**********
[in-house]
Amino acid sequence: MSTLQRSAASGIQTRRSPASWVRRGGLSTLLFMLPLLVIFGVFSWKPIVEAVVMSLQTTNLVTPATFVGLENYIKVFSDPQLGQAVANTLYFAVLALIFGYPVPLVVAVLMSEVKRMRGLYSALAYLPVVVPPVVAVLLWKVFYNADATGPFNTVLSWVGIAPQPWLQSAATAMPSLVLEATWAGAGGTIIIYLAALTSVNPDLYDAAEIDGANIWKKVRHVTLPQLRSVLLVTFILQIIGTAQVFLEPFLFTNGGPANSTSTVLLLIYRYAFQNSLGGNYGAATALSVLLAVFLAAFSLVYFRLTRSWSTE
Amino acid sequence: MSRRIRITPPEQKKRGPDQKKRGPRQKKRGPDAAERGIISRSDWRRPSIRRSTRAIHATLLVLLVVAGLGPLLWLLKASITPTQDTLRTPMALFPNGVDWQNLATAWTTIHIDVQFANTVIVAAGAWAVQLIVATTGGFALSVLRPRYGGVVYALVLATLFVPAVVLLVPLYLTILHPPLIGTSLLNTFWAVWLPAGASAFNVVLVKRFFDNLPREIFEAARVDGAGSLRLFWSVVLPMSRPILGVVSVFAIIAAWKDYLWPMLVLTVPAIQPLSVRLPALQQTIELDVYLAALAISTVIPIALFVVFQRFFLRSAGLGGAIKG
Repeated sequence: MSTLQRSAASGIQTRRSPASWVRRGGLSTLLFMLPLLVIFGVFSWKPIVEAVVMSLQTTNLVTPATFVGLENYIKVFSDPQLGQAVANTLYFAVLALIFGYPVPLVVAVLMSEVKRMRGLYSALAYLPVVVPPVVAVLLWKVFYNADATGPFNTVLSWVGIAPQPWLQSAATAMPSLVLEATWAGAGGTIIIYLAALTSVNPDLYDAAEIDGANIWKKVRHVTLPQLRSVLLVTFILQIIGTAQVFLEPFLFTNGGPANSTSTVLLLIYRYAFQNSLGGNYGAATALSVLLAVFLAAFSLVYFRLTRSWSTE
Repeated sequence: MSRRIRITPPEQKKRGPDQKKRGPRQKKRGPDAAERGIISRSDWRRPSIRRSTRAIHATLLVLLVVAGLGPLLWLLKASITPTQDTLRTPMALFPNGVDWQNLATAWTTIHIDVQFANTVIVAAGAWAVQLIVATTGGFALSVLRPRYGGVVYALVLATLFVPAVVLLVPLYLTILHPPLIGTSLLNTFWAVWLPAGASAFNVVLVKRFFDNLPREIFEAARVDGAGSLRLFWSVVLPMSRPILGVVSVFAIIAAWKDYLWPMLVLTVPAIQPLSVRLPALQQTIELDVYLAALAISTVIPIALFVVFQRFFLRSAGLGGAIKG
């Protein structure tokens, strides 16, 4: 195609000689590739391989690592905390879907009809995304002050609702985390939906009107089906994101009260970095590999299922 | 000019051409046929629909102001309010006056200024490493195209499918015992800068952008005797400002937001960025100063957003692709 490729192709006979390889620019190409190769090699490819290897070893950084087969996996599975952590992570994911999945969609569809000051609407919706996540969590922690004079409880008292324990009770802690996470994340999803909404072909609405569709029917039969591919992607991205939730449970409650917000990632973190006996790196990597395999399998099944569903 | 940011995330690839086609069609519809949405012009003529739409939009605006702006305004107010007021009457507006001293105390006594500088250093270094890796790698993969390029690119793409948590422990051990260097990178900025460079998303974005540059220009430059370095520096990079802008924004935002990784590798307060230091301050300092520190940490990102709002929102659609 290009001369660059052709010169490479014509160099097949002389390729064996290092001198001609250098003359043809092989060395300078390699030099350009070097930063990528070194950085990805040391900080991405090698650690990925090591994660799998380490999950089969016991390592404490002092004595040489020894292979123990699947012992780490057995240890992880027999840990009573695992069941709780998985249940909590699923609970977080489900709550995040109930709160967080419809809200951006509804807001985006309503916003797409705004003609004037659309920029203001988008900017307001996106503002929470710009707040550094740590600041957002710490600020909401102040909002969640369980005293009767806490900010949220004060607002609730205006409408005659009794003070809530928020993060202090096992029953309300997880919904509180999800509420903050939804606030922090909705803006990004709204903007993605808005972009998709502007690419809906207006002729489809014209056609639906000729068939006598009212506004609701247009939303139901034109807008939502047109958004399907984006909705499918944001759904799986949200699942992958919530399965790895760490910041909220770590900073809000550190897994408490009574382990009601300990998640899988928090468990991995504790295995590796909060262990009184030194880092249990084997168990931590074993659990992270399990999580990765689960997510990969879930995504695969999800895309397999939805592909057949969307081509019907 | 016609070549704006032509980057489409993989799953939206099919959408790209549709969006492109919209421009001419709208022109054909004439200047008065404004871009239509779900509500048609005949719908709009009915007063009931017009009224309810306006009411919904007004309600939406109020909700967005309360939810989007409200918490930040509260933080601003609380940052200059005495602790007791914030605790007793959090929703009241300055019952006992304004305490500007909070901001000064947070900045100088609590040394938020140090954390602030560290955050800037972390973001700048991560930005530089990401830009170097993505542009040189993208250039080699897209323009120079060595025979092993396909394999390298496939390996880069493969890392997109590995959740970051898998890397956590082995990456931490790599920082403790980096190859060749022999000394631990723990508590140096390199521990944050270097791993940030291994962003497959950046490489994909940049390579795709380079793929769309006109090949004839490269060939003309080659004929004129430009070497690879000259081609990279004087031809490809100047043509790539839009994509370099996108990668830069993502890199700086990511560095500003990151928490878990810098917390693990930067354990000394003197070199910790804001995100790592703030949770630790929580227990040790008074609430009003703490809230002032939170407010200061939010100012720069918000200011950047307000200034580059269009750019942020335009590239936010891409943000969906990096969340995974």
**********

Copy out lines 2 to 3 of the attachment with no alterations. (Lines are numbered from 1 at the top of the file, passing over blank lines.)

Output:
Amino acid sequence: MSTLQRSAASGIQTRRSPASWVRRGGLSTLLFMLPLLVIFGVFSWKPIVEAVVMSLQTTNLVTPATFVGLENYIKVFSDPQLGQAVANTLYFAVLALIFGYPVPLVVAVLMSEVKRMRGLYSALAYLPVVVPPVVAVLLWKVFYNADATGPFNTVLSWVGIAPQPWLQSAATAMPSLVLEATWAGAGGTIIIYLAALTSVNPDLYDAAEIDGANIWKKVRHVTLPQLRSVLLVTFILQIIGTAQVFLEPFLFTNGGPANSTSTVLLLIYRYAFQNSLGGNYGAATALSVLLAVFLAAFSLVYFRLTRSWSTE
Amino acid sequence: MSRRIRITPPEQKKRGPDQKKRGPRQKKRGPDAAERGIISRSDWRRPSIRRSTRAIHATLLVLLVVAGLGPLLWLLKASITPTQDTLRTPMALFPNGVDWQNLATAWTTIHIDVQFANTVIVAAGAWAVQLIVATTGGFALSVLRPRYGGVVYALVLATLFVPAVVLLVPLYLTILHPPLIGTSLLNTFWAVWLPAGASAFNVVLVKRFFDNLPREIFEAARVDGAGSLRLFWSVVLPMSRPILGVVSVFAIIAAWKDYLWPMLVLTVPAIQPLSVRLPALQQTIELDVYLAALAISTVIPIALFVVFQRFFLRSAGLGGAIKG